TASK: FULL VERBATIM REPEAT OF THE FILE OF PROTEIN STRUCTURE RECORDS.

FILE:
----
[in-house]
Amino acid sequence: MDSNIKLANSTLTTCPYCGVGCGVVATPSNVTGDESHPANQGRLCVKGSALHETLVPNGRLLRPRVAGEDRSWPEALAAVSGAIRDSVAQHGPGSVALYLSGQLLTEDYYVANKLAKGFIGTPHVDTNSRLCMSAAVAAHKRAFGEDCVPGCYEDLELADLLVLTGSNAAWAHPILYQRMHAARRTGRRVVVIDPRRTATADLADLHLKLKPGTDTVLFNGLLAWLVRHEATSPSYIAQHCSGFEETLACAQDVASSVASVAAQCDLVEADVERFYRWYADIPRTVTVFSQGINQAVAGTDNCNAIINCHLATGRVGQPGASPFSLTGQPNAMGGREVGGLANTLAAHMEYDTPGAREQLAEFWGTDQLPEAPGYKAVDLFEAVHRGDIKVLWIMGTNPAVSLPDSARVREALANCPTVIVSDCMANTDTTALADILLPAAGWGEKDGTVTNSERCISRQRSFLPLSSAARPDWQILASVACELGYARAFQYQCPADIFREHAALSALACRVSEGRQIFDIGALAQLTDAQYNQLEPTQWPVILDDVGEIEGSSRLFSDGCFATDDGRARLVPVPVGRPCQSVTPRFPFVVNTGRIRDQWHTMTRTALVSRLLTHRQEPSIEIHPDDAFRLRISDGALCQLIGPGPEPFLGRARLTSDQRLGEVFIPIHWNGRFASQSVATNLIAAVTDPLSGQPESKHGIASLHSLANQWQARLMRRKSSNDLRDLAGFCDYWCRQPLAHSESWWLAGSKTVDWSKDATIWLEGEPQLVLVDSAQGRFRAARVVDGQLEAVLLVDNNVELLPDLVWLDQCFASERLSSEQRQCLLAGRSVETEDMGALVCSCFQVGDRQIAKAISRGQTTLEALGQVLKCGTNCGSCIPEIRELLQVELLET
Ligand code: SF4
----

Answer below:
[in-house]
Amino acid sequence: MDSNIKLANSTLTTCPYCGVGCGVVATPSNVTGDESHPANQGRLCVKGSALHETLVPNGRLLRPRVAGEDRSWPEALAAVSGAIRDSVAQHGPGSVALYLSGQLLTEDYYVANKLAKGFIGTPHVDTNSRLCMSAAVAAHKRAFGEDCVPGCYEDLELADLLVLTGSNAAWAHPILYQRMHAARRTGRRVVVIDPRRTATADLADLHLKLKPGTDTVLFNGLLAWLVRHEATSPSYIAQHCSGFEETLACAQDVASSVASVAAQCDLVEADVERFYRWYADIPRTVTVFSQGINQAVAGTDNCNAIINCHLATGRVGQPGASPFSLTGQPNAMGGREVGGLANTLAAHMEYDTPGAREQLAEFWGTDQLPEAPGYKAVDLFEAVHRGDIKVLWIMGTNPAVSLPDSARVREALANCPTVIVSDCMANTDTTALADILLPAAGWGEKDGTVTNSERCISRQRSFLPLSSAARPDWQILASVACELGYARAFQYQCPADIFREHAALSALACRVSEGRQIFDIGALAQLTDAQYNQLEPTQWPVILDDVGEIEGSSRLFSDGCFATDDGRARLVPVPVGRPCQSVTPRFPFVVNTGRIRDQWHTMTRTALVSRLLTHRQEPSIEIHPDDAFRLRISDGALCQLIGPGPEPFLGRARLTSDQRLGEVFIPIHWNGRFASQSVATNLIAAVTDPLSGQPESKHGIASLHSLANQWQARLMRRKSSNDLRDLAGFCDYWCRQPLAHSESWWLAGSKTVDWSKDATIWLEGEPQLVLVDSAQGRFRAARVVDGQLEAVLLVDNNVELLPDLVWLDQCFASERLSSEQRQCLLAGRSVETEDMGALVCSCFQVGDRQIAKAISRGQTTLEALGQVLKCGTNCGSCIPEIRELLQVELLET
Ligand code: SF4